The Curious Case of Don Orsillo


It is one thing to begin this by saying that all was well in Red Sox Nation when New Englanders were stunned at the Don Orsillo news—except all was not well in Red Sox Nation.

The Boston Red Sox were mired in last place—a team that was going nowhere in 2015.

After winning their first World Series title at home since 1918 (in 2013—the year of the Boston Marathon bombings), it has been all downhill ever since then.

It was bad enough Red Sox fans had to suffer through losing games. It is another thing when you lose a beloved announcer—which is about to happen.

In late August, Red Sox Nation was rocked when NESN (a network which the Red Sox have an 80-percent ownership stake in) announced that beloved play-by-play voice Don Orsillo would not be returning to the broadcast booth at Fenway Park to call games.

Orsillo has been at the mic for the Red Sox since 2001, which means he and the Remdawg (Jerry Remy) witnessed the Red Sox “break the curse” when Boston won its first World Series since 1918 in a 4-0 sweep of the St. Louis Cardinals (after a miraculous 3-0 comeback of the Yankees in the ALCS).

It also means they saw the Sox win titles in 2007 and 2013.

From a business standpoint, Orsillo and Remy also were the Sox announcers when NESN took over the over-the-air broadcasts of Red Sox games that used to go to WSBK-TV and WBZ-TV (the latter of which is a CBS O&O affiliate for Boston).

It also means New Englanders have been treated over the past decade and a half to one of baseball’s most recognizable (also most relatable) voices. One of the things that made New Englanders fall in love with Orsillo and Remy was the bond they hand on air. Also, the stories they would tell to make sure Red Sox games were as entertaining in the booth as they were on the field.

In short, summers in New England over the past decade and a half have been synonymous with Orsillo and the Remdawg.

Personally, I have never lived in Boston. I have never even visited Boston, unfortunately but would like to one day. Maybe I’ll even work in Boston one day—who knows what life has in store.

But, I do remember ordering the MLB Extra Innings package in my younger years. I would tune in to the Red Sox broadcasts featured on MLB Extra Innings just to see if they would pick up the NESN feed—meaning Orsillo and Remy would be at the mic.

At the time I ordered MLB Extra Innings, it was also at a time when NESN’s sound quality was questionable to say the least—based on first-hand experience. Even with the shoddy sound quality, I still wanted to hear Orsillo and Remy call games because of the chemistry they had on air as well as them being two of the best on-air voices in all of professional sports, not just baseball.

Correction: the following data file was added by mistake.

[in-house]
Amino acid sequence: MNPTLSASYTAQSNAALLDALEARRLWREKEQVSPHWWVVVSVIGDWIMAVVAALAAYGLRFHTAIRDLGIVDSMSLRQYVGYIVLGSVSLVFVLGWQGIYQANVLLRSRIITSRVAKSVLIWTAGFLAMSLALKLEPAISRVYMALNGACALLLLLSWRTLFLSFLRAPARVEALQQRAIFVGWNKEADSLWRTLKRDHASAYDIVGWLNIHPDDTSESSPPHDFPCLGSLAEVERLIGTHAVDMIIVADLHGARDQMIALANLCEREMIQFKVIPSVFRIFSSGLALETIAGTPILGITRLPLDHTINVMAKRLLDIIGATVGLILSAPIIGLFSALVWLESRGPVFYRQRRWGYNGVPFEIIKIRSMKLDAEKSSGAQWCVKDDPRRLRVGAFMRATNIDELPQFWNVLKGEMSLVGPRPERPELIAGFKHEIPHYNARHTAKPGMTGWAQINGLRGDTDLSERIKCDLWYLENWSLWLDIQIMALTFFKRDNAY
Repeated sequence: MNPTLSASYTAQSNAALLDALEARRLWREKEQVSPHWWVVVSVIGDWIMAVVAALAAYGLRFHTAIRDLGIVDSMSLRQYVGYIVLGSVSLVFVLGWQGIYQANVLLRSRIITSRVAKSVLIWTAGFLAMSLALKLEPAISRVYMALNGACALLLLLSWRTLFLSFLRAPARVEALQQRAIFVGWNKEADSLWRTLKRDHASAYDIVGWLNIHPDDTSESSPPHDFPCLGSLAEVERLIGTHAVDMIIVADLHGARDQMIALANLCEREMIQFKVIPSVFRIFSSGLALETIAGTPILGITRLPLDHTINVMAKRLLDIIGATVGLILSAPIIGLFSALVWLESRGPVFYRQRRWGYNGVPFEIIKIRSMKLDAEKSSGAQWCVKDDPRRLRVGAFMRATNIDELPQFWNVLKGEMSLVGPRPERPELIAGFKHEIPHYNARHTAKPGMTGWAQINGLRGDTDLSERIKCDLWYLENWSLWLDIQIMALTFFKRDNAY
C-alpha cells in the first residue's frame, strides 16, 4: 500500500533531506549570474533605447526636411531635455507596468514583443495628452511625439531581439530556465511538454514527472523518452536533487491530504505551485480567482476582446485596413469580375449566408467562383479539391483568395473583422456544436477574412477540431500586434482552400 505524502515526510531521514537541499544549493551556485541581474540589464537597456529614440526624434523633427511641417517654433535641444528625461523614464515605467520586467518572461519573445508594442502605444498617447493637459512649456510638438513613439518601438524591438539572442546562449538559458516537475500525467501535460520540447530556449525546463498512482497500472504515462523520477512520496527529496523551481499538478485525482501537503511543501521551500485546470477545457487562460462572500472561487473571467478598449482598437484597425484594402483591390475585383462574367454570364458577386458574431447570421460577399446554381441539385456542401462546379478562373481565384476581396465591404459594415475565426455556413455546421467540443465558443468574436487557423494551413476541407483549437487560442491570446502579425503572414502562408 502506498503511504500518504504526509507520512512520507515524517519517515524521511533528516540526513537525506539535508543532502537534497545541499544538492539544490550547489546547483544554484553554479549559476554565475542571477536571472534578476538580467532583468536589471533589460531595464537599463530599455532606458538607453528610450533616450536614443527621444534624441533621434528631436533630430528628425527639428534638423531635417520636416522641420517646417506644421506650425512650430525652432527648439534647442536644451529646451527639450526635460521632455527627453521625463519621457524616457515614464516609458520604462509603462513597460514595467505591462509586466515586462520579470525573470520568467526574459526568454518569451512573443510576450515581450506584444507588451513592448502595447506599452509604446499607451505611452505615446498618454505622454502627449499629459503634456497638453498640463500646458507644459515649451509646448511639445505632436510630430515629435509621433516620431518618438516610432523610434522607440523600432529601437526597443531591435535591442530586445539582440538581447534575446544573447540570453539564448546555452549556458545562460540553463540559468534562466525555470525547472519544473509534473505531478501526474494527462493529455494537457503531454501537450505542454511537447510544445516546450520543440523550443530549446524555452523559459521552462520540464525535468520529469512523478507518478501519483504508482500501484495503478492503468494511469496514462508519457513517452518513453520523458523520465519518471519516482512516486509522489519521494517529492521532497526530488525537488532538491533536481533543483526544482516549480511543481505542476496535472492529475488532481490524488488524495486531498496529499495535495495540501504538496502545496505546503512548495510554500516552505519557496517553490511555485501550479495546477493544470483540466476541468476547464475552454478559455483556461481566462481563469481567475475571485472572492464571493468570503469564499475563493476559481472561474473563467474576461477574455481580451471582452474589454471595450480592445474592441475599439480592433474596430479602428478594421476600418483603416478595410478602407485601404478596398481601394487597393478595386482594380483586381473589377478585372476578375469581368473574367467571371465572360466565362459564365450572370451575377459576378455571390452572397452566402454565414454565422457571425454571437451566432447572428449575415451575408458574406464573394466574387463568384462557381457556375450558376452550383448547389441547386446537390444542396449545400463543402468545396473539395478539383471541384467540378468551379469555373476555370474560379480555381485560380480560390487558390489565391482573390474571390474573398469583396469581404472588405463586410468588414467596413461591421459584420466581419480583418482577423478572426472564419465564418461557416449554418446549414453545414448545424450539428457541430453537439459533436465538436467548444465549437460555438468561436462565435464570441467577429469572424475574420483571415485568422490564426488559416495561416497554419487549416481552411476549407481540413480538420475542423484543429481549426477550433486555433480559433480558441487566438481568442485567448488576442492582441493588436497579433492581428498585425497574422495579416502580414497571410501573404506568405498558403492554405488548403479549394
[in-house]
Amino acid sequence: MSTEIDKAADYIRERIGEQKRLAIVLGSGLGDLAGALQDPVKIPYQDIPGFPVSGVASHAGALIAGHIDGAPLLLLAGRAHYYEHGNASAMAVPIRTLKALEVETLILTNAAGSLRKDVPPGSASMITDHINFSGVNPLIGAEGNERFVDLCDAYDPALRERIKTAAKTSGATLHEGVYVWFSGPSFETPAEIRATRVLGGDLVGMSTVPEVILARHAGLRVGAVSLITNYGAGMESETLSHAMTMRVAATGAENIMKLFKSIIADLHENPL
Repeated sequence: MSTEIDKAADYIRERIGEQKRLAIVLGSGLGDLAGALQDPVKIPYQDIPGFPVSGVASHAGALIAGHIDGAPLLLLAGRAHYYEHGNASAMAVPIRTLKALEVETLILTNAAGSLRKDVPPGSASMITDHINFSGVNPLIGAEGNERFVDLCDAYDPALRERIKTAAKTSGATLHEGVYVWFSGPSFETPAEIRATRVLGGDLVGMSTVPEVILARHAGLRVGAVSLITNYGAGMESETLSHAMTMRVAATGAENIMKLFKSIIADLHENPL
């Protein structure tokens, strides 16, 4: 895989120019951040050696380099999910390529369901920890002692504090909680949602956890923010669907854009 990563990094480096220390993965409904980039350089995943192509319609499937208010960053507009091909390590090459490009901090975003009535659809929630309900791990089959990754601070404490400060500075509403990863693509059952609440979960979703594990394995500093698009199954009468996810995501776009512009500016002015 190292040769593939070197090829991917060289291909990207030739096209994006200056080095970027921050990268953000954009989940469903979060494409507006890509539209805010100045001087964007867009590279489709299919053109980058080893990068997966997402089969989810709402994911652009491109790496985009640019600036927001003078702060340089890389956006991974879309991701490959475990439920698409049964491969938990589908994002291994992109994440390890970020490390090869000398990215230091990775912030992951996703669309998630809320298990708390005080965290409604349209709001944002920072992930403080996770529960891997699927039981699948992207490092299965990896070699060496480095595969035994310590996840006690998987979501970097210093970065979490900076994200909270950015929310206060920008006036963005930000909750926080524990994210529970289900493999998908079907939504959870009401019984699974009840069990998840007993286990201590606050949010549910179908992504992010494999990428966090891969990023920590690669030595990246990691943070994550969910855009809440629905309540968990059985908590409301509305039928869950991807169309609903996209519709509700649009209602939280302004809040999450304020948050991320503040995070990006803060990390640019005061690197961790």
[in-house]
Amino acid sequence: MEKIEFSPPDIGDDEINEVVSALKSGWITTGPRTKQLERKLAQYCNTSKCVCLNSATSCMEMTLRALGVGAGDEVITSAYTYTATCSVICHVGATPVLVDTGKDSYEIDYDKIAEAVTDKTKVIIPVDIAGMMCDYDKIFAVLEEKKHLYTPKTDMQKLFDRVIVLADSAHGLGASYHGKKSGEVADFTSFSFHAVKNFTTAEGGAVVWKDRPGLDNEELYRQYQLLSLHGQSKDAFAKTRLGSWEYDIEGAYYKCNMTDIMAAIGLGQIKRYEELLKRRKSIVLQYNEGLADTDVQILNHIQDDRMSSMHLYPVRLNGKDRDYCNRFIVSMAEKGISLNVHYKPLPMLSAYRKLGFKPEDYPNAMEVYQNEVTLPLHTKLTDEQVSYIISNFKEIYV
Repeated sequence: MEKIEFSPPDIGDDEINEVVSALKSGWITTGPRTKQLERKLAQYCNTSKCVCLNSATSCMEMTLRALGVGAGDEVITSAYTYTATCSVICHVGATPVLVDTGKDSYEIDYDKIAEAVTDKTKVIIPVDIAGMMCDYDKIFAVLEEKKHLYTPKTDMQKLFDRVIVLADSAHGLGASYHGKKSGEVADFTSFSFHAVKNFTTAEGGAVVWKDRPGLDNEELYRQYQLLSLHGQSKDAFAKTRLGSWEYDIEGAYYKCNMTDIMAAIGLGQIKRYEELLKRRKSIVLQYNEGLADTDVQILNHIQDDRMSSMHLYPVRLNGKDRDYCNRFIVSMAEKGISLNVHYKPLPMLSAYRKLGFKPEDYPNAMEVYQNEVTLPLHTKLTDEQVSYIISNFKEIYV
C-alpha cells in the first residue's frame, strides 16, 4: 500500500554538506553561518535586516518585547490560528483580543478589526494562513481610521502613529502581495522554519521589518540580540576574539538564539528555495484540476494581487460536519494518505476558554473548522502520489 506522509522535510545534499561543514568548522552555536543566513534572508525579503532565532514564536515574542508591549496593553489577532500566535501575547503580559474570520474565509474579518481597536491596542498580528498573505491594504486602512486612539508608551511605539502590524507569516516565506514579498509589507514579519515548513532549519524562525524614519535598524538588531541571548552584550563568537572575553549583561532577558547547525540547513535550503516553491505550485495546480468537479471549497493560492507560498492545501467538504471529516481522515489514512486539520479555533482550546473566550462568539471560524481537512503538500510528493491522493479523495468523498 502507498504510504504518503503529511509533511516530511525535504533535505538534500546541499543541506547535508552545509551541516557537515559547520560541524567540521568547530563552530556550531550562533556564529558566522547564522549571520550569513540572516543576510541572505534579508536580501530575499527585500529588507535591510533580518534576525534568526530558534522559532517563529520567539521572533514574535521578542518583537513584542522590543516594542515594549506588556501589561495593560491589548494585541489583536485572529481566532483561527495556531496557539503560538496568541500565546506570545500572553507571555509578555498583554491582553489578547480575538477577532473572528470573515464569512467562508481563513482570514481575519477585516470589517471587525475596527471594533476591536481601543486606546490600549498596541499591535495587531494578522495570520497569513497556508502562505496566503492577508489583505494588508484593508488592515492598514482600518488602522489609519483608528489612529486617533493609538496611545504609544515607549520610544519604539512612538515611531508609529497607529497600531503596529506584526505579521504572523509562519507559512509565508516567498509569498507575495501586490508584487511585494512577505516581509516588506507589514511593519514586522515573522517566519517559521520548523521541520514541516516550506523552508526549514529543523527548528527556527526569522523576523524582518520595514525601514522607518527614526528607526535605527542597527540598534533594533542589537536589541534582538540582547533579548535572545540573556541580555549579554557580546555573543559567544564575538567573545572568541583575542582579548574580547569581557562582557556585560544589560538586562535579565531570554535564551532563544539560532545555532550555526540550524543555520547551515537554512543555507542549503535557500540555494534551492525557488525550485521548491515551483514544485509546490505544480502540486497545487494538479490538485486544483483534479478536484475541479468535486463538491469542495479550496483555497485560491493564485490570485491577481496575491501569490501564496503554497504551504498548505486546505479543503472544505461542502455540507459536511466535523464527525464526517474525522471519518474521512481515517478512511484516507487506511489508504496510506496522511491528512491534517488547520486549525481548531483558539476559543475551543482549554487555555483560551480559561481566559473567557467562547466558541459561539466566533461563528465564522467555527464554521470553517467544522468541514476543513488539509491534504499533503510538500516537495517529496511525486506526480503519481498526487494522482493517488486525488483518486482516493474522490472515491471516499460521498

It is needless to say that given the rapport Red Sox Nation has developed with Orsillo over the past decade and a half that when NESN and the Red Sox announced the decision, the backlash they received was swift and immediate.





That immediately prompted someone to create a petition on imploring NESN and the team to reverse their decision and bring back Orsillo.

As of this writing, that petition has obtained over 60,000 signatures.

The Red Sox later named their replacement—Dave O’Brien who is already the voice of the Red Sox on radio at the WEEI Radio Network. Given now that this leaves the WEEI Network with a void on the radio side, it led some to believe they were shifting Orsillo to radio.

Ever since, Red Sox Nation has simply asked why did NESN make such a decision to can Orsillo—a name that has become synonymous with Red Sox baseball and summers in New England.

According to a Boston Globe report, the source of what is going on seems to be Joseph Maar—the recently hired vice president of programming and production as well as executive producer of NESN. Maar, which has little to no Boston ties, worked previously at ESPN as well as with Fox Sports North in Minneapolis.

Maar, shortly after the outrage for the Orsillo ouster became public, he changed his Twitter profile to private. Way to be transparent with your viewers.

It was suggested Maar was never a fan of Orsillo’s and preferred O’Brien more—probably a connection to when Maar was at ESPN. It was also suggested the Red Sox were merely blaming Orsillo for the low ratings of Red Sox broadcasts this season.

Uh…yeah, right.

If anyone wants to know the real reason why Red Sox television (NESN) and radio (WEEI Network) ratings are down—it is because the Red Sox (as of this writing) are in last place in the American League East with a 64-72 record and 14 games behind the first-place Toronto Blue Jays.

If announcers for any sport had any effect on ratings, there would be a lot of announcers in all sports today that would not be calling games.